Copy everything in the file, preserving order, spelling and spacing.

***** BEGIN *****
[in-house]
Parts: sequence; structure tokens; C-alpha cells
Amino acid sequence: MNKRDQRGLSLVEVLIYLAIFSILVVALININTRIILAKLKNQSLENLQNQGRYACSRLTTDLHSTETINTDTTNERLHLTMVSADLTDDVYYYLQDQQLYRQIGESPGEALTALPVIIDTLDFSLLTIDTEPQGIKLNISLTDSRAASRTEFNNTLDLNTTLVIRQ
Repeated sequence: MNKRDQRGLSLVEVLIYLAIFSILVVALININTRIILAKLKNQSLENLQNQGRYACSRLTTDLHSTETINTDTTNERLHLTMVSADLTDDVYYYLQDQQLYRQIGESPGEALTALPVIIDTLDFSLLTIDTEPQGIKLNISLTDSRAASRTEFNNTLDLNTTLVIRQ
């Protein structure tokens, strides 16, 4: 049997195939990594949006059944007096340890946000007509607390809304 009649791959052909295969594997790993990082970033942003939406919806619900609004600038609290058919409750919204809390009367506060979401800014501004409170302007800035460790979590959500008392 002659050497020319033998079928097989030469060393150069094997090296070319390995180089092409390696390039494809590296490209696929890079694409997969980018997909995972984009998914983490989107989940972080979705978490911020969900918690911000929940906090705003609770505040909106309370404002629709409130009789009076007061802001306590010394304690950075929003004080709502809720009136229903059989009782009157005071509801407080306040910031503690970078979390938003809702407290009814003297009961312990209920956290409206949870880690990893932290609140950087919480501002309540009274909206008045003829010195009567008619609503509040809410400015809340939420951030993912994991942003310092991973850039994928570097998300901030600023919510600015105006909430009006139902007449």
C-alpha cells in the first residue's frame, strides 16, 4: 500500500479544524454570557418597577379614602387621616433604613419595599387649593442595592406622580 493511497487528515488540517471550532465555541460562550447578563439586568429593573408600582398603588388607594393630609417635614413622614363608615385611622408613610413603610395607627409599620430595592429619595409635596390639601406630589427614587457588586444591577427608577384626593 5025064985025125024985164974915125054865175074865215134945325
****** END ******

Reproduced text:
[in-house]
Parts: sequence; structure tokens; C-alpha cells
Amino acid sequence: MNKRDQRGLSLVEVLIYLAIFSILVVALININTRIILAKLKNQSLENLQNQGRYACSRLTTDLHSTETINTDTTNERLHLTMVSADLTDDVYYYLQDQQLYRQIGESPGEALTALPVIIDTLDFSLLTIDTEPQGIKLNISLTDSRAASRTEFNNTLDLNTTLVIRQ
Repeated sequence: MNKRDQRGLSLVEVLIYLAIFSILVVALININTRIILAKLKNQSLENLQNQGRYACSRLTTDLHSTETINTDTTNERLHLTMVSADLTDDVYYYLQDQQLYRQIGESPGEALTALPVIIDTLDFSLLTIDTEPQGIKLNISLTDSRAASRTEFNNTLDLNTTLVIRQ
């Protein structure tokens, strides 16, 4: 049997195939990594949006059944007096340890946000007509607390809304 009649791959052909295969594997790993990082970033942003939406919806619900609004600038609290058919409750919204809390009367506060979401800014501004409170302007800035460790979590959500008392 002659050497020319033998079928097989030469060393150069094997090296070319390995180089092409390696390039494809590296490209696929890079694409997969980018997909995972984009998914983490989107989940972080979705978490911020969900918690911000929940906090705003609770505040909106309370404002629709409130009789009076007061802001306590010394304690950075929003004080709502809720009136229903059989009782009157005071509801407080306040910031503690970078979390938003809702407290009814003297009961312990209920956290409206949870880690990893932290609140950087919480501002309540009274909206008045003829010195009567008619609503509040809410400015809340939420951030993912994991942003310092991973850039994928570097998300901030600023919510600015105006909430009006139902007449």
C-alpha cells in the first residue's frame, strides 16, 4: 500500500479544524454570557418597577379614602387621616433604613419595599387649593442595592406622580 493511497487528515488540517471550532465555541460562550447578563439586568429593573408600582398603588388607594393630609417635614413622614363608615385611622408613610413603610395607627409599620430595592429619595409635596390639601406630589427614587457588586444591577427608577384626593 5025064985025125024985164974915125054865175074865215134945325